Two other problems need to be addressed. First, finding a way to deal with mental health consumers other than my putting them in jail. A mental health consumer standing in front of a convenience store experiencing an attack of Tourette's syndrome may be bad for business, but is it criminal conduct? Asking that person to produce a valid ID will generally be beyond their ability. Reaching out to touch them is likely to produce a response that could be caracterized as resistance. Suddenly the officers has a solution to the problem. Criminal trespass, failure to ID and resisting detention or transportation. The consumer gets a ride to jail because of manifestation of his illness. We don't arrest people for having a heart attack, diabetic seizures, kidney failure, etc. But we do arrest folks with mental illnesses.Thanks for the great input! See more from Deputy McKnight on the subject of county jail overcrowding.
The mental health consumer spends, on average, twice as long in jail as a non-consumer for the same offense. The system is slow, over burdened, understaffed and bureaucratic. Mental health consumers tend to be at risk persons and afflicted with one or more cronic medical problems that increase the daily cost of incarceration. The daily cost to the tax payer to house a mental health consumer can easily be double or triple that of a non-consumer.
The second problem is what does or doesn't happen when the case is disposed of and the consumer is returned to the streets. Some of the more severe penalties for alleged criminal conduct are extra-judicial. Social Security benefits, welfare benefits, and Carelink are terminated for persons incarcerated for 30 or more days. If they had an apartment it is likely that they have been evicted and their belongings lost, stolen or thrown away. Then, we throw the consumer out the back door of the jail at midnight with no home, no job, no transportation, no money, and just the clothes in which they were arrested and a one day supply of medication. With few social skills and no resourses the likelihood exists that within a short time the consumer will meet another police officer who will find justification to arrest them. It is a system that expects performance but is designed to produce failure. We create our own biggest pool of recidivists.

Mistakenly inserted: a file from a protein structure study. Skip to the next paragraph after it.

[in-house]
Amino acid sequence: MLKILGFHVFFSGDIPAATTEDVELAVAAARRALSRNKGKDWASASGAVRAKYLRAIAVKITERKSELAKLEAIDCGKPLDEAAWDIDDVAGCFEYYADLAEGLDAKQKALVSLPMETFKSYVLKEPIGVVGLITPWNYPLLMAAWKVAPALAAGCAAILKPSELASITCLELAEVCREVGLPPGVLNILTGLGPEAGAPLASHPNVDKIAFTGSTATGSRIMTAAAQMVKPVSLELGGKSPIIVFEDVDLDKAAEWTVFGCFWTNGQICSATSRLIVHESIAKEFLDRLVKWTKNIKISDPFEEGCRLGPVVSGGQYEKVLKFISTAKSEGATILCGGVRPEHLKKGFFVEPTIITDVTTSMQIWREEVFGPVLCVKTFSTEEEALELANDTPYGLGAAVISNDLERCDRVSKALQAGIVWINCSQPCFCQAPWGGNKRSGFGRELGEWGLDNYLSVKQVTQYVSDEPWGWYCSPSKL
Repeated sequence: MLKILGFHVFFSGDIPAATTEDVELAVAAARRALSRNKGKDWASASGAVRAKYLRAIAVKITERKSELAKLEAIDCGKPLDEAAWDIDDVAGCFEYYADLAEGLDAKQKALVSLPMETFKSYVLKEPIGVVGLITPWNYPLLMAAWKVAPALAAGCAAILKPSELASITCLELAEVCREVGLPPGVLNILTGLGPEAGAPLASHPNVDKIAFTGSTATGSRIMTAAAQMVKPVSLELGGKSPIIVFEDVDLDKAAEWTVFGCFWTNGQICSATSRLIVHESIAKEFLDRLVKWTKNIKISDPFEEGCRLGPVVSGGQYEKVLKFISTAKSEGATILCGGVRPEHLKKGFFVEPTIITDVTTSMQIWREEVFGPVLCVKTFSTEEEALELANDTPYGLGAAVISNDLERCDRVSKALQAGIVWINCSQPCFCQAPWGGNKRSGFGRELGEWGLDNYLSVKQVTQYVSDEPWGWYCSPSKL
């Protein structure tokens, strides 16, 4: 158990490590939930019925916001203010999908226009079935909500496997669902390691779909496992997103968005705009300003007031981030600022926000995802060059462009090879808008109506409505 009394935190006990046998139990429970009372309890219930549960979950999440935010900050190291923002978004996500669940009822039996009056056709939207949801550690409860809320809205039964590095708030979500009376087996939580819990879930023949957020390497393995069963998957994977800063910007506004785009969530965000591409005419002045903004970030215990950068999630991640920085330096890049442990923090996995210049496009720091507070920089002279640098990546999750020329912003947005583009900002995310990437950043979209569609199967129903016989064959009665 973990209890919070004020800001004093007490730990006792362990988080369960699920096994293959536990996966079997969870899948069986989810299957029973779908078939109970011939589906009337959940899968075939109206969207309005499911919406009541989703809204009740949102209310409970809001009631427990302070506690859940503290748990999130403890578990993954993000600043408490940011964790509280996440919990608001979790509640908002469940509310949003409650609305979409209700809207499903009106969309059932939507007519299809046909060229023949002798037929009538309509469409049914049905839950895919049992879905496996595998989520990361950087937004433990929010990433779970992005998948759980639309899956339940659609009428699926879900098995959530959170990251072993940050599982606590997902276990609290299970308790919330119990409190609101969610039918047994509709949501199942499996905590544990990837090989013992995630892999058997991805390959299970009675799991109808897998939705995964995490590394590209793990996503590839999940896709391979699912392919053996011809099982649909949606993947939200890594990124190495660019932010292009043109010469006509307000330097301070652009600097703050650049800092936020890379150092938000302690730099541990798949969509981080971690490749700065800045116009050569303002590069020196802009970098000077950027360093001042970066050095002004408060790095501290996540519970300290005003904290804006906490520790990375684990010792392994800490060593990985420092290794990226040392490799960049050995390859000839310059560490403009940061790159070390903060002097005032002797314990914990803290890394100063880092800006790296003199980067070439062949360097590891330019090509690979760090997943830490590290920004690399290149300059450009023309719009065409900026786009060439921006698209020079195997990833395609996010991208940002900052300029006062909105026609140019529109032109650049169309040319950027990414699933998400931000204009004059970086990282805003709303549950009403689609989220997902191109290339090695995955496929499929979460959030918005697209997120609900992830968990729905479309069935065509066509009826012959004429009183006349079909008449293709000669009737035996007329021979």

Re-entry or aftercare programs can and do work. Educating and organizing the the community to understand that it is the right thing to do, the economical thing to do AND that it reduces victims. There has to be a support system in place for the consumer upon release from jail. If not,the consumer will either victimize someone in order to survive or because they are at risk, they will become a victim.
Residential facilities, similar to assisted living for elderly or physically impaired, may be a partical solution. Cognative adaptive training is also needed. For most, it is not an issue of rehabilitation, it is an issue of habilitation. The skills and knowledge are not present to rehab. New skills and knowledge must be imparted to the consumer if there is to be any hope of successful integration back into society. I hate to say it, but it really does take a village.
Friday, April 27, 2007
Bexar Jail Administrator: 'Mental health consumers' don't belong in jail
Reacting to this Grits item about retarded or mentally ill defendants in jail who've been declared incompetent to stand trial, Bexar County Jail Administrator Dennis McKnight adds some thoughts via email about what else needs to be done: